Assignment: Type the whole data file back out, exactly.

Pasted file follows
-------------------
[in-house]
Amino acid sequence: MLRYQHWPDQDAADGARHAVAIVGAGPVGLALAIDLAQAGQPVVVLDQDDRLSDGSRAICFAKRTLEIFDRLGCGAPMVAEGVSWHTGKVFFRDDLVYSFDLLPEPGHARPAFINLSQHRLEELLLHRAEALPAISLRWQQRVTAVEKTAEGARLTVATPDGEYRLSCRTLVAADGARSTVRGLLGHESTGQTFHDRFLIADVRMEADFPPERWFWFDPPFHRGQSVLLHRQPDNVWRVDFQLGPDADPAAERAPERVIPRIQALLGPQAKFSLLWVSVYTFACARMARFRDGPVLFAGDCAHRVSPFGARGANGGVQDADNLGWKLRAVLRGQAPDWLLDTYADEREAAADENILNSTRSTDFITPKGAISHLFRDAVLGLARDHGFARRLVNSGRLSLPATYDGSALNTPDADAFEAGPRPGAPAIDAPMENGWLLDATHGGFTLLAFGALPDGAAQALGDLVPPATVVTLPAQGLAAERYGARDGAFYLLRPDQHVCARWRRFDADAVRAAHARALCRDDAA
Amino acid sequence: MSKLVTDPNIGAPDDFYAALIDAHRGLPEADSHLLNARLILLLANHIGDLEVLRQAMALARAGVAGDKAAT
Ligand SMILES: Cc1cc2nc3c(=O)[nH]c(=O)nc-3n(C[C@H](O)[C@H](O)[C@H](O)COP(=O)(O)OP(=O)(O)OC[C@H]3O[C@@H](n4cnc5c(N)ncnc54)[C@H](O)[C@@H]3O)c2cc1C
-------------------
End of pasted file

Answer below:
[in-house]
Amino acid sequence: MLRYQHWPDQDAADGARHAVAIVGAGPVGLALAIDLAQAGQPVVVLDQDDRLSDGSRAICFAKRTLEIFDRLGCGAPMVAEGVSWHTGKVFFRDDLVYSFDLLPEPGHARPAFINLSQHRLEELLLHRAEALPAISLRWQQRVTAVEKTAEGARLTVATPDGEYRLSCRTLVAADGARSTVRGLLGHESTGQTFHDRFLIADVRMEADFPPERWFWFDPPFHRGQSVLLHRQPDNVWRVDFQLGPDADPAAERAPERVIPRIQALLGPQAKFSLLWVSVYTFACARMARFRDGPVLFAGDCAHRVSPFGARGANGGVQDADNLGWKLRAVLRGQAPDWLLDTYADEREAAADENILNSTRSTDFITPKGAISHLFRDAVLGLARDHGFARRLVNSGRLSLPATYDGSALNTPDADAFEAGPRPGAPAIDAPMENGWLLDATHGGFTLLAFGALPDGAAQALGDLVPPATVVTLPAQGLAAERYGARDGAFYLLRPDQHVCARWRRFDADAVRAAHARALCRDDAA
Amino acid sequence: MSKLVTDPNIGAPDDFYAALIDAHRGLPEADSHLLNARLILLLANHIGDLEVLRQAMALARAGVAGDKAAT
Ligand SMILES: Cc1cc2nc3c(=O)[nH]c(=O)nc-3n(C[C@H](O)[C@H](O)[C@H](O)COP(=O)(O)OP(=O)(O)OC[C@H]3O[C@@H](n4cnc5c(N)ncnc54)[C@H](O)[C@@H]3O)c2cc1C